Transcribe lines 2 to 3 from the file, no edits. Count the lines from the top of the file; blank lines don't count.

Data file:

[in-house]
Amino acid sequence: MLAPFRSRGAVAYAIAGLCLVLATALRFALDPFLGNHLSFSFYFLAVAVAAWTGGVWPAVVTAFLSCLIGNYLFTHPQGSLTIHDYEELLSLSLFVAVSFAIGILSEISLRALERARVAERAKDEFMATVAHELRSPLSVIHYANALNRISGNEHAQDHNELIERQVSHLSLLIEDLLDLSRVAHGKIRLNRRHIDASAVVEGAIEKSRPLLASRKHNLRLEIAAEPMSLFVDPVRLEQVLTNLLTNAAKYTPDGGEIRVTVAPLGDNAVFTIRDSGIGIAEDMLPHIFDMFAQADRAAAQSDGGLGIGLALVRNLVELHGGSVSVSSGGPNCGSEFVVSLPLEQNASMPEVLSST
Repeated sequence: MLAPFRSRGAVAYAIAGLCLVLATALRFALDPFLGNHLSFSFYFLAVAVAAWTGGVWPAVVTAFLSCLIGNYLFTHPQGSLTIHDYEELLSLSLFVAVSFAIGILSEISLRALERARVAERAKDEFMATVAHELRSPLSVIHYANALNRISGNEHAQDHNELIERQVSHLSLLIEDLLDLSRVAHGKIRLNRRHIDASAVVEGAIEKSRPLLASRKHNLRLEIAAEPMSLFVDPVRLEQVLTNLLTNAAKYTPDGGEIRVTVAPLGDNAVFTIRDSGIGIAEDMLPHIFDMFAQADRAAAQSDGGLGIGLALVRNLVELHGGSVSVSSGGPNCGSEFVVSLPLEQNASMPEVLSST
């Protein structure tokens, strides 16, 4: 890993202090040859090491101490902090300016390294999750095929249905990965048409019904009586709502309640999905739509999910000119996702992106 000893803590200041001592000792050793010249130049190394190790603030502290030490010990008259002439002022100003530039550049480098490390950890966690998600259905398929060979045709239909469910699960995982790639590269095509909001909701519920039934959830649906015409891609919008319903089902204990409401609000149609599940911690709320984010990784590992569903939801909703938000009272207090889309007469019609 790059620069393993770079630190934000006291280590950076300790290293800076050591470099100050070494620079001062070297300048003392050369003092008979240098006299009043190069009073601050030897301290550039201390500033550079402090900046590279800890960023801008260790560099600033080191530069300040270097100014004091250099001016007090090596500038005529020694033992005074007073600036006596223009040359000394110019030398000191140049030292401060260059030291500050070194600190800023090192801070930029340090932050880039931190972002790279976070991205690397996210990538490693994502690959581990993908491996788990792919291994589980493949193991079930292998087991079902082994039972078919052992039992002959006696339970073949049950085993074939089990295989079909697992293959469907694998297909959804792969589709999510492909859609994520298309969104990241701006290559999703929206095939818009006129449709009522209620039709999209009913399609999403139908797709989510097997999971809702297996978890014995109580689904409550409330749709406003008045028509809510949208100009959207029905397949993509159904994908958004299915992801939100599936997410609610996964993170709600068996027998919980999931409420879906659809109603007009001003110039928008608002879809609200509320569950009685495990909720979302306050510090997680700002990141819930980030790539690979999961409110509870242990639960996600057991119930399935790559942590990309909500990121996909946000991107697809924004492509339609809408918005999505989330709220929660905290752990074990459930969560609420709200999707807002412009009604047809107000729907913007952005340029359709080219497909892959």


Amino acid sequence: MLAPFRSRGAVAYAIAGLCLVLATALRFALDPFLGNHLSFSFYFLAVAVAAWTGGVWPAVVTAFLSCLIGNYLFTHPQGSLTIHDYEELLSLSLFVAVSFAIGILSEISLRALERARVAERAKDEFMATVAHELRSPLSVIHYANALNRISGNEHAQDHNELIERQVSHLSLLIEDLLDLSRVAHGKIRLNRRHIDASAVVEGAIEKSRPLLASRKHNLRLEIAAEPMSLFVDPVRLEQVLTNLLTNAAKYTPDGGEIRVTVAPLGDNAVFTIRDSGIGIAEDMLPHIFDMFAQADRAAAQSDGGLGIGLALVRNLVELHGGSVSVSSGGPNCGSEFVVSLPLEQNASMPEVLSST
Repeated sequence: MLAPFRSRGAVAYAIAGLCLVLATALRFALDPFLGNHLSFSFYFLAVAVAAWTGGVWPAVVTAFLSCLIGNYLFTHPQGSLTIHDYEELLSLSLFVAVSFAIGILSEISLRALERARVAERAKDEFMATVAHELRSPLSVIHYANALNRISGNEHAQDHNELIERQVSHLSLLIEDLLDLSRVAHGKIRLNRRHIDASAVVEGAIEKSRPLLASRKHNLRLEIAAEPMSLFVDPVRLEQVLTNLLTNAAKYTPDGGEIRVTVAPLGDNAVFTIRDSGIGIAEDMLPHIFDMFAQADRAAAQSDGGLGIGLALVRNLVELHGGSVSVSSGGPNCGSEFVVSLPLEQNASMPEVLSST